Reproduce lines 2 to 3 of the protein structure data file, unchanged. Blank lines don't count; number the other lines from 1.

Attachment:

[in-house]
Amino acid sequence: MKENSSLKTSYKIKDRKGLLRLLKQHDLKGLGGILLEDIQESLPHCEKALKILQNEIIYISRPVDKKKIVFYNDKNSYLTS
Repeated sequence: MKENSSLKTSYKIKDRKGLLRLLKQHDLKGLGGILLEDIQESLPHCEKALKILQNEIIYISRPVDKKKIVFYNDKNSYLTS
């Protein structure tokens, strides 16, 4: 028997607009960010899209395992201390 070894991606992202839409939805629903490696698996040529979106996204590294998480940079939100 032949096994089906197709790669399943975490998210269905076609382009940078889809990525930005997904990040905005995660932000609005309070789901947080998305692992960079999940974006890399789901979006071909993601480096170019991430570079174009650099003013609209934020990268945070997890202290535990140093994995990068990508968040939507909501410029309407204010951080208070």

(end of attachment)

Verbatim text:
Amino acid sequence: MKENSSLKTSYKIKDRKGLLRLLKQHDLKGLGGILLEDIQESLPHCEKALKILQNEIIYISRPVDKKKIVFYNDKNSYLTS
Repeated sequence: MKENSSLKTSYKIKDRKGLLRLLKQHDLKGLGGILLEDIQESLPHCEKALKILQNEIIYISRPVDKKKIVFYNDKNSYLTS